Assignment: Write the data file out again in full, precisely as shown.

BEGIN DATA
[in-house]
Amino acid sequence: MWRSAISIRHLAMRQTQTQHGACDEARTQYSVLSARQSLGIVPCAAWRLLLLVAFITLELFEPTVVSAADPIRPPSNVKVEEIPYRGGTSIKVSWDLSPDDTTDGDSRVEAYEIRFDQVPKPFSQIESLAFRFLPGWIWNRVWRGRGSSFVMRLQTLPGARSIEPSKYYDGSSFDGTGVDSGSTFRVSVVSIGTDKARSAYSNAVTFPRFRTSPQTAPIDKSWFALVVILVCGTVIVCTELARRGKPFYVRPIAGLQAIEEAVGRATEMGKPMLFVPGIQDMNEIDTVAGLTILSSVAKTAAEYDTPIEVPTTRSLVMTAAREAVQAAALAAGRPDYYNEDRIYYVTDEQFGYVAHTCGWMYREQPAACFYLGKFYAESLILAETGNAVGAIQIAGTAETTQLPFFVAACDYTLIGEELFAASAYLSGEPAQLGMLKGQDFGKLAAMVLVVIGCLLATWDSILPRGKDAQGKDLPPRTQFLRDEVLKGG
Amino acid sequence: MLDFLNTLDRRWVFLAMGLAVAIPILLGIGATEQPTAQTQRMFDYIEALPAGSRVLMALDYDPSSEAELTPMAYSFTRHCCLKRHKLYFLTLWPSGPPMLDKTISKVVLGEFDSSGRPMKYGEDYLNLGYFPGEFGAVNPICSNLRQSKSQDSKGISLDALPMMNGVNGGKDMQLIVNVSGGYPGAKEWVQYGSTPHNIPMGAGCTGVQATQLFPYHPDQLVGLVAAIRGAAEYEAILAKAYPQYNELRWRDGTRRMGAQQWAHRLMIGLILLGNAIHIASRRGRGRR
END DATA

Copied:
[in-house]
Amino acid sequence: MWRSAISIRHLAMRQTQTQHGACDEARTQYSVLSARQSLGIVPCAAWRLLLLVAFITLELFEPTVVSAADPIRPPSNVKVEEIPYRGGTSIKVSWDLSPDDTTDGDSRVEAYEIRFDQVPKPFSQIESLAFRFLPGWIWNRVWRGRGSSFVMRLQTLPGARSIEPSKYYDGSSFDGTGVDSGSTFRVSVVSIGTDKARSAYSNAVTFPRFRTSPQTAPIDKSWFALVVILVCGTVIVCTELARRGKPFYVRPIAGLQAIEEAVGRATEMGKPMLFVPGIQDMNEIDTVAGLTILSSVAKTAAEYDTPIEVPTTRSLVMTAAREAVQAAALAAGRPDYYNEDRIYYVTDEQFGYVAHTCGWMYREQPAACFYLGKFYAESLILAETGNAVGAIQIAGTAETTQLPFFVAACDYTLIGEELFAASAYLSGEPAQLGMLKGQDFGKLAAMVLVVIGCLLATWDSILPRGKDAQGKDLPPRTQFLRDEVLKGG
Amino acid sequence: MLDFLNTLDRRWVFLAMGLAVAIPILLGIGATEQPTAQTQRMFDYIEALPAGSRVLMALDYDPSSEAELTPMAYSFTRHCCLKRHKLYFLTLWPSGPPMLDKTISKVVLGEFDSSGRPMKYGEDYLNLGYFPGEFGAVNPICSNLRQSKSQDSKGISLDALPMMNGVNGGKDMQLIVNVSGGYPGAKEWVQYGSTPHNIPMGAGCTGVQATQLFPYHPDQLVGLVAAIRGAAEYEAILAKAYPQYNELRWRDGTRRMGAQQWAHRLMIGLILLGNAIHIASRRGRGRR